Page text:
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#1 of 44 Old 11-16-2011, 12:54 PM - Thread Starter
 
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It's non-stop from when she wakes up until she goes to bed! Doesn't matter how much attention I give her she just flips out all day about everything!

 

IDK how to handle it! I try to avoid it if at all possible and I try to manage it when it does happen (fix the problem, nurse, offer hugs, let her get it out of her system, talk through her feelings)

 

She flips out about everything. If she wants food she flips out non stop even as I am preparing it our getting it for her, same with drinks. She will be sitting on my lap and flipping out saying she wants me...it's just non-stop and over everything!

 

She will flip out to go into the car then flip out about having to sit in the car seat...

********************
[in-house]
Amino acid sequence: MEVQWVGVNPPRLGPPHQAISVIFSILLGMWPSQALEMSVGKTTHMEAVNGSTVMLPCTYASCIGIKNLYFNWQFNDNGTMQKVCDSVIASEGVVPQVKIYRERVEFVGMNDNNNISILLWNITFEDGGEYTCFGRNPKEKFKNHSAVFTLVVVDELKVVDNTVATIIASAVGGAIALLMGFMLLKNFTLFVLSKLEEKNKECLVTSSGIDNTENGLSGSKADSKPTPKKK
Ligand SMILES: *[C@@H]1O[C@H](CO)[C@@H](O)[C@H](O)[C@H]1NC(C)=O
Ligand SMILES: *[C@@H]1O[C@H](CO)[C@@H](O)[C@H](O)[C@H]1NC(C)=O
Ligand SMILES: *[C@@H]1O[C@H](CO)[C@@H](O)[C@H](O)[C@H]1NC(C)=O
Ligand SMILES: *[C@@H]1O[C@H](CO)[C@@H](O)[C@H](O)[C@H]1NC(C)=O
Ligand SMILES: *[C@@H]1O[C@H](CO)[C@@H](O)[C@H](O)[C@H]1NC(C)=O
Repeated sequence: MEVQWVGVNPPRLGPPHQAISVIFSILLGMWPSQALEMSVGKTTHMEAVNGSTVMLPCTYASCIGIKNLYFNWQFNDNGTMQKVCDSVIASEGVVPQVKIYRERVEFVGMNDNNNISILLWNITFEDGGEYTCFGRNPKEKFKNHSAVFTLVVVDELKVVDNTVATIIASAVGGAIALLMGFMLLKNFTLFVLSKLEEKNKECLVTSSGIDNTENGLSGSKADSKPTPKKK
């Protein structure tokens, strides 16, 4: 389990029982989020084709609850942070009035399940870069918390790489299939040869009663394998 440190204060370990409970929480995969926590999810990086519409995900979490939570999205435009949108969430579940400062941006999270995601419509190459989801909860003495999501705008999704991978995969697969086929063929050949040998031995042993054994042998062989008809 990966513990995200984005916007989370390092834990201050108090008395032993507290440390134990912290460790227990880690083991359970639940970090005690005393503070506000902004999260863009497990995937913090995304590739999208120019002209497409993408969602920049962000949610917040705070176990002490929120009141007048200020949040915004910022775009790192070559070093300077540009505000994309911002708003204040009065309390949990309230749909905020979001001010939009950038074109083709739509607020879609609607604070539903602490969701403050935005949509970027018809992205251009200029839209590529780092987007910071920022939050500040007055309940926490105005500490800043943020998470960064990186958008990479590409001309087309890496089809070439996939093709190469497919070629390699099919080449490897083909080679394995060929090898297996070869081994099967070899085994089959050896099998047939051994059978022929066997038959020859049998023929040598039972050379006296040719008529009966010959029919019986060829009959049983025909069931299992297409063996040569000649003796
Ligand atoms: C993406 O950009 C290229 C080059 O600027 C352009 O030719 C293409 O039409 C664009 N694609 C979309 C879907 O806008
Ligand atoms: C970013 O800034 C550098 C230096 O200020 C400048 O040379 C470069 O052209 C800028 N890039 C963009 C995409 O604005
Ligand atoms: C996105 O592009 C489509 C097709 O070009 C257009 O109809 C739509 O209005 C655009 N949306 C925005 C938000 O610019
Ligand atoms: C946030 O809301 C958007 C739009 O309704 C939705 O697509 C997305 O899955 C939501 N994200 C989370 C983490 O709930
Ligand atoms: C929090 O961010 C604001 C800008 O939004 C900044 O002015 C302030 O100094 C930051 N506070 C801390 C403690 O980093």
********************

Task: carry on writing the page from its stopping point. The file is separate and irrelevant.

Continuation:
I try to give her options and talk about how mommy doesn't like it when she gets so worked up

 

Any tips?


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#2 of 44 Old 11-16-2011, 01:06 PM
 
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Is she getting molars?  I ask because I have been frustrated with my screaming 13mo and then suddenly realized she's teething hard.  I'm anti meds, but broke down and gave her some tylenol and she's a totally different (and super sweet) baby. 


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#3 of 44 Old 11-16-2011, 01:13 PM
 
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Heh - I just commented on your "eat too much?" thread. And you're going to think I see the world through a food allergy lens. And I totally admit that I do.

 

Have you considered a food allergy or sensitivity?

 

Corn is the first one that comes to mind.

 

For example, our friends' daughter was a crazy child - unable to control behavior, unable to sit still, tantrum at the slightest provocation, waking at night for several HOURS (cheerful and playful)...and they initially pinned it down to "any sugar or refined flour after 12 noon would cause night waking."  BUT, when they finally gave up ALL CORN = new child. Sleeps through the night. Normal attention span for a 3-yr-old. Listens to instruction, redirects easily.